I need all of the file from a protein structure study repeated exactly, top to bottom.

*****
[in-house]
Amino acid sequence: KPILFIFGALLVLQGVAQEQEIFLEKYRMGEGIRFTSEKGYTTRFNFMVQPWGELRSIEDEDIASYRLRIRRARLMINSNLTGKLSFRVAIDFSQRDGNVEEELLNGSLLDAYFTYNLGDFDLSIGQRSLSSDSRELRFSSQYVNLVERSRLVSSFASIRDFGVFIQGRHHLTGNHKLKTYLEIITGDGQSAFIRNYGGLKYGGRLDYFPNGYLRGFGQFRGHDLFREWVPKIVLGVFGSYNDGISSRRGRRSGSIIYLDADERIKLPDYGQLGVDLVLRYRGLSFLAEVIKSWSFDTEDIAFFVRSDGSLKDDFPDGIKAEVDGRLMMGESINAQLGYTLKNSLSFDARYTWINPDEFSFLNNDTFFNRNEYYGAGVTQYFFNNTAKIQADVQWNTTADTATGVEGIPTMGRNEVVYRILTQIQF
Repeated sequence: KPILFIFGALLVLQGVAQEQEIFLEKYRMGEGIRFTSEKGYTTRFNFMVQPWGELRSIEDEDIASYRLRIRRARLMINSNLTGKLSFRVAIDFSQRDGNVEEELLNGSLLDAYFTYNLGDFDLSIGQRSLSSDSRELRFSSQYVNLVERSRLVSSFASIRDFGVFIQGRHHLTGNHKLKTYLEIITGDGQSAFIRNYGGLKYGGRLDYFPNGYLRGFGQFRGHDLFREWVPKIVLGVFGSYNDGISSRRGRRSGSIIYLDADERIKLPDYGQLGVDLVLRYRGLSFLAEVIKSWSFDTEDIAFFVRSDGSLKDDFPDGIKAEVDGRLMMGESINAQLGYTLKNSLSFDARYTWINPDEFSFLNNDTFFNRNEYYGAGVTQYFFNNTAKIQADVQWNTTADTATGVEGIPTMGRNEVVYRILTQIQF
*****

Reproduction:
[in-house]
Amino acid sequence: KPILFIFGALLVLQGVAQEQEIFLEKYRMGEGIRFTSEKGYTTRFNFMVQPWGELRSIEDEDIASYRLRIRRARLMINSNLTGKLSFRVAIDFSQRDGNVEEELLNGSLLDAYFTYNLGDFDLSIGQRSLSSDSRELRFSSQYVNLVERSRLVSSFASIRDFGVFIQGRHHLTGNHKLKTYLEIITGDGQSAFIRNYGGLKYGGRLDYFPNGYLRGFGQFRGHDLFREWVPKIVLGVFGSYNDGISSRRGRRSGSIIYLDADERIKLPDYGQLGVDLVLRYRGLSFLAEVIKSWSFDTEDIAFFVRSDGSLKDDFPDGIKAEVDGRLMMGESINAQLGYTLKNSLSFDARYTWINPDEFSFLNNDTFFNRNEYYGAGVTQYFFNNTAKIQADVQWNTTADTATGVEGIPTMGRNEVVYRILTQIQF
Repeated sequence: KPILFIFGALLVLQGVAQEQEIFLEKYRMGEGIRFTSEKGYTTRFNFMVQPWGELRSIEDEDIASYRLRIRRARLMINSNLTGKLSFRVAIDFSQRDGNVEEELLNGSLLDAYFTYNLGDFDLSIGQRSLSSDSRELRFSSQYVNLVERSRLVSSFASIRDFGVFIQGRHHLTGNHKLKTYLEIITGDGQSAFIRNYGGLKYGGRLDYFPNGYLRGFGQFRGHDLFREWVPKIVLGVFGSYNDGISSRRGRRSGSIIYLDADERIKLPDYGQLGVDLVLRYRGLSFLAEVIKSWSFDTEDIAFFVRSDGSLKDDFPDGIKAEVDGRLMMGESINAQLGYTLKNSLSFDARYTWINPDEFSFLNNDTFFNRNEYYGAGVTQYFFNNTAKIQADVQWNTTADTATGVEGIPTMGRNEVVYRILTQIQF